Gender Agenda

'A disciple of Terry Eagleton objects to a culture of "dead white men". Would she sneer at a culture of "dead black men"?'

Salman Rushdie had good reason to avoid having an index in his recent memoir. Indexes are a fine replacement for forming an opinion by actually reading a book, and reading is not only enjoyable but necessary. It is a masterful and deeply moving book which addresses many, if not all, of the unsettled accounts from literature’s bloodiest recent battle. Those who behaved with courage are remembered, and so are those who did not. One of the joys of reading the book is being surprised by the names that come up.

Of course nobody will be surprised to read of Keith Vaz MP assuring the author of his “full support” only a couple of weeks before addressing a crowd of thousands of Muslims at a rally against The Satanic Verses. But how fascinating it is to read of Rushdie’s meeting with Vaz’s then party leader. “Kinnock was opposed, he said at one point, to state subsidies being given to segregated Muslim schools, but what could he do, he cried, it was Labour policy. It was not possible to conceive of his adversary, the formidable Tory prime minister Margaret Thatcher, feebly throwing up her arms like that,” writes Rushdie. This could not be said of any political leader since Mrs T.


Towards the end of a discussion between Roger Scruton and Terry Eagleton organised by Intelligence Squared there is an opportunity for audience questions. Eagleton’s disciples are instantly recognisable by their unintelligible points, which peter out long before ever arriving at a question-mark.

The last question comes from a well-spoken young woman of quite spectacular rudeness and ignorance. Still at university, she languidly attacks Scruton for an idea of culture which consists, she declares dismissively, of just “dead white men”. Her claim is such an affront to speaker and audience that a certain amount of hissing goes up across the hall. “Of course that is what you think,” says Scruton with a mild note of exasperation, “because it is what you have been taught to think.” He is far too polite to ask the girl the question which I wish someone had put to her: in what circumstances would she consider it remotely acceptable to turn up to a discussion between two philosophers and sneer at a culture of “dead black men”?


An American friend who is a lawyer and academic describes the ordeal of submitting work to the California Law Review. The boxes to be ticked on the accompanying form include a section on “gender of the author”. The available options are: ”Prefer not answer; Male; Female; Neither; Both; Genderqueer.” Given the obvious reasons for this list, there are only a limited number of things any decent person might do.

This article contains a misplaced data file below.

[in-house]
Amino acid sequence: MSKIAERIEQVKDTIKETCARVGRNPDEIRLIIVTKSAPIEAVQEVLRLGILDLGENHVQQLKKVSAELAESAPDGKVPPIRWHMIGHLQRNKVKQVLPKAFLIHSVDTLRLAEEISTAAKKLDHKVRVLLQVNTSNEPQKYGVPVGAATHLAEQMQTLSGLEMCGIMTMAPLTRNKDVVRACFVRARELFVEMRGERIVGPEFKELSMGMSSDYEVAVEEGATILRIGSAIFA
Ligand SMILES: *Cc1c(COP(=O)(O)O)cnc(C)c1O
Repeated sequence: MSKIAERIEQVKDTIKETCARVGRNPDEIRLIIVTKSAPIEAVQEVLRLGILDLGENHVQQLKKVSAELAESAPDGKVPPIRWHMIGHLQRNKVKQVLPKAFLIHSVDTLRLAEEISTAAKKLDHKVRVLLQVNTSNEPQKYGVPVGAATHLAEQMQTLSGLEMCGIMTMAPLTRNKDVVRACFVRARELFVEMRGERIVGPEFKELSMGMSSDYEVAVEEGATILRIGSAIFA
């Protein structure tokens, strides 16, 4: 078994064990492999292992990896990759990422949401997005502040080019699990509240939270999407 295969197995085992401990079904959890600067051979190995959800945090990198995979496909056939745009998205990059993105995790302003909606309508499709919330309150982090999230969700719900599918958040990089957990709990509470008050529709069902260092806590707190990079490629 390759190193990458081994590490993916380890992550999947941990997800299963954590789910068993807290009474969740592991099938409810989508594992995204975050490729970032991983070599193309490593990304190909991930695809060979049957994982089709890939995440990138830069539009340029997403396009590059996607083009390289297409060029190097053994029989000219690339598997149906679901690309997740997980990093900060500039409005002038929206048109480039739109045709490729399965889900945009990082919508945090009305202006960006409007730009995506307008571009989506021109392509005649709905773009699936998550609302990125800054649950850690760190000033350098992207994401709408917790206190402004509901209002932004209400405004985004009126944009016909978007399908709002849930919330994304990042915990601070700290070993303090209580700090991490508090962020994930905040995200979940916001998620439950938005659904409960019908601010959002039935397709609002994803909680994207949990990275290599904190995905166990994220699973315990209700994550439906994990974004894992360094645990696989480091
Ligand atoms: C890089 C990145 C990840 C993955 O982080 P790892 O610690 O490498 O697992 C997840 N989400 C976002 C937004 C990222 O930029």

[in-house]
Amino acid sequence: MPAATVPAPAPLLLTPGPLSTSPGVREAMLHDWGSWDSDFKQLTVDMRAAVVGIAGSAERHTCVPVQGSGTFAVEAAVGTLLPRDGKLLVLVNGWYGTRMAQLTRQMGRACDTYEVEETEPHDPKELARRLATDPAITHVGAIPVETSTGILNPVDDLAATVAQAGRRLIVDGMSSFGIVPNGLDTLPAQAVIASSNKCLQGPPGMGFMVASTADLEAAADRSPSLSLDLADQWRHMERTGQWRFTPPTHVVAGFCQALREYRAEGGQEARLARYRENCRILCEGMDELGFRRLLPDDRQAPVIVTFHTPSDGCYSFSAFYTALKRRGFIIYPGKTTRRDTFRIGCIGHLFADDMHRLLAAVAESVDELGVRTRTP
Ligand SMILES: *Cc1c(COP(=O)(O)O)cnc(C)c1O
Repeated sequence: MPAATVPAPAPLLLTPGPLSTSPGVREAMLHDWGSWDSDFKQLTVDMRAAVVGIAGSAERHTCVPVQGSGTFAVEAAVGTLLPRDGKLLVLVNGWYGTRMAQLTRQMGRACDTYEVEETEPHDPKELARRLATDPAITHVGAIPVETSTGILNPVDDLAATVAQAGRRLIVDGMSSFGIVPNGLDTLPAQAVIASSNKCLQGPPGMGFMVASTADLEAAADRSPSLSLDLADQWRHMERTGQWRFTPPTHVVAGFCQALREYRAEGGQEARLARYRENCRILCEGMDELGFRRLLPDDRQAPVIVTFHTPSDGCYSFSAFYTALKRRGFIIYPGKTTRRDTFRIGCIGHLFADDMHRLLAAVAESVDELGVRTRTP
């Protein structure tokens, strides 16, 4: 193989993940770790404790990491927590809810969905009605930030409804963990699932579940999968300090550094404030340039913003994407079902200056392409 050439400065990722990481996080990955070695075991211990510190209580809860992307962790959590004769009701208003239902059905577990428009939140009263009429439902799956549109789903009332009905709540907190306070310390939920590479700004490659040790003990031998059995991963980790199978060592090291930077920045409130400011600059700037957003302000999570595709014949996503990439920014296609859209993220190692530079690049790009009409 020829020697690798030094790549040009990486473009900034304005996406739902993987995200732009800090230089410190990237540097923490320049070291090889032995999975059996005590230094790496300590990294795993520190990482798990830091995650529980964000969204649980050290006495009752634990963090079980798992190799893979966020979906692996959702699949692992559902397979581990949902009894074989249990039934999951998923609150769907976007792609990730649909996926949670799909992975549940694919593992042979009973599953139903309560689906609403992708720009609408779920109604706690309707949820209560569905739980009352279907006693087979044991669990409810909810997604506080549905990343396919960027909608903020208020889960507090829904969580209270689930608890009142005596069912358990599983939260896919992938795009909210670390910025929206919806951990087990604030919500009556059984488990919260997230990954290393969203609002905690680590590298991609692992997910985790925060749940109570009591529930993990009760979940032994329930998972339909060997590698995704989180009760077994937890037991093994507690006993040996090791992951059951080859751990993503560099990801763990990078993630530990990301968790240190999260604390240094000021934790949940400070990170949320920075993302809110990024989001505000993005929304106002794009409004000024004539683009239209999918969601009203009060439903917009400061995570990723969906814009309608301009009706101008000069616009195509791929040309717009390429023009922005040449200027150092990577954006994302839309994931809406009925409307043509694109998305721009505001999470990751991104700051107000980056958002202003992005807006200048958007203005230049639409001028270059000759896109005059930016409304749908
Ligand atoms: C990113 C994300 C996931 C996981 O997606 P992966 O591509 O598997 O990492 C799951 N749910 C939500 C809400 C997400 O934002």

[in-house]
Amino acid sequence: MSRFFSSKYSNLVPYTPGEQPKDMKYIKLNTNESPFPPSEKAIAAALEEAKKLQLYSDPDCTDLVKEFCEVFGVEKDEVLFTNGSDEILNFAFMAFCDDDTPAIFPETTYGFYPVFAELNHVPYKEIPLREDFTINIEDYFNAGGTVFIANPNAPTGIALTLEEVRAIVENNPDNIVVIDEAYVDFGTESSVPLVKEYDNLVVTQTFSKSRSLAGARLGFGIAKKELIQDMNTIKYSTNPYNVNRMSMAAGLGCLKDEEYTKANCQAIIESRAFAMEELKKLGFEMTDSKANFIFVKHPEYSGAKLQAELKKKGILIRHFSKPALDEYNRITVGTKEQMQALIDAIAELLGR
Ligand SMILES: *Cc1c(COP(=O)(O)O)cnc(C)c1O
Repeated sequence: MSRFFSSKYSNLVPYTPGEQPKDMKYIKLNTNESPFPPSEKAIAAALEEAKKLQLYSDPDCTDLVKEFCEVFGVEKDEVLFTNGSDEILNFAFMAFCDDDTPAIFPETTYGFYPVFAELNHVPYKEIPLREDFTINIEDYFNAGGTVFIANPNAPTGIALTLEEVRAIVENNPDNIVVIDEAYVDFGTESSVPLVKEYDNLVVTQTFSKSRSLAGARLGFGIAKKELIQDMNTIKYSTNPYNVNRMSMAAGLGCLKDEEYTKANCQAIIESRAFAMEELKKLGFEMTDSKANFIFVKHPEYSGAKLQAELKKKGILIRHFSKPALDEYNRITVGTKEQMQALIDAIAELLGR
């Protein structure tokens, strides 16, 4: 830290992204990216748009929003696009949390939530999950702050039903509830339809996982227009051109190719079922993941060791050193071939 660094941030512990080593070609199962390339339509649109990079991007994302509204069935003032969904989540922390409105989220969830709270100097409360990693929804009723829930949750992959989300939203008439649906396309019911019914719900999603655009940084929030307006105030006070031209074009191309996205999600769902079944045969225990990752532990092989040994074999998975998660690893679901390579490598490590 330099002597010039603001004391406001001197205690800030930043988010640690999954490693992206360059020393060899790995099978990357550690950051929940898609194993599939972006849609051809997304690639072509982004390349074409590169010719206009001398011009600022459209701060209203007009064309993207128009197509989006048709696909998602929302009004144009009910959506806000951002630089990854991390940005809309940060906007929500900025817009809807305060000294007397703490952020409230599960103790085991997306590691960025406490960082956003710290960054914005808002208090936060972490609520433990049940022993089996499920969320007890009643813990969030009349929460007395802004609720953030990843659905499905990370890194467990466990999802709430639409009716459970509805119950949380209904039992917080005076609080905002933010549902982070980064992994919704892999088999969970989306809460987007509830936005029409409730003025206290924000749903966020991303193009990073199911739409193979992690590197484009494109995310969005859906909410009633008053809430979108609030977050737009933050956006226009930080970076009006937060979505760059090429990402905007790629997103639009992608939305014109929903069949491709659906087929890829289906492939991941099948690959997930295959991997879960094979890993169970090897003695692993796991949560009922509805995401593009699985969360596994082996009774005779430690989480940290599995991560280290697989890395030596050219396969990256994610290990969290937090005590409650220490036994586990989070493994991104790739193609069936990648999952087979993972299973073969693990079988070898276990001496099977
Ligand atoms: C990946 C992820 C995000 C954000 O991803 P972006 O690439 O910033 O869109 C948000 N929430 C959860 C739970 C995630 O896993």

One is to submit the most illiterate article possible while ticking “neither” or “both” on the author’s gender list. Or perhaps “neither” and “both”. However, there is one possibly harsher lesson. I recommend adding to the available options, drawing a whole new box and ticking “Other”. The breakdown of the system this will cause is the perfect way to usher in the return of the forces of sanity.


For those who consider the burka a little too revealing, Sheikh Muhammad al-Habadan has an answer. Replying to questions on the Muslim satellite channel al-Majd, the cleric agreed that any covering which reveals both eyes of a woman is just too arousing. Even in these garments, he said, a woman can make herself attractive by using eye make-up. His proposed solution is a burka which reveals only one eye.

Though the sheikh may be right in finding one eye less attractive than two, I am by no means certain that he has thought this through. Had he consulted me I should have saved him from error.

After all, whatever else can be said against it, you know where you are with the traditional burka, not least because it is clear where the occupant’s eyes are roving. This new burka threatens a quite different effect. After all, how is one to know — with only a single eye on view — whether you are being given the glad eye? When a lady in a burka blinks — as she must at least a number of times each minute — it is plainly just a blink. However if she blinks in a one-eyed burka what is one to think? Is the blink a blink or is the blink a wink? As the sheikh and his friends sit on the bus on the way to work, it might appear to them that they are surrounded by cyclopean females winking at them without respite. The effects, I predict, will be appalling. Surrounded by the objects of his desire/revulsion, the sheikh will, if he has his way, be blind and insane within the year.

Underrated: Abroad

The ravenous longing for the infinite possibilities of “otherwhere”

The king of cakes

"Yuletide revels were designed to see you through the dark days — and how dark they seem today"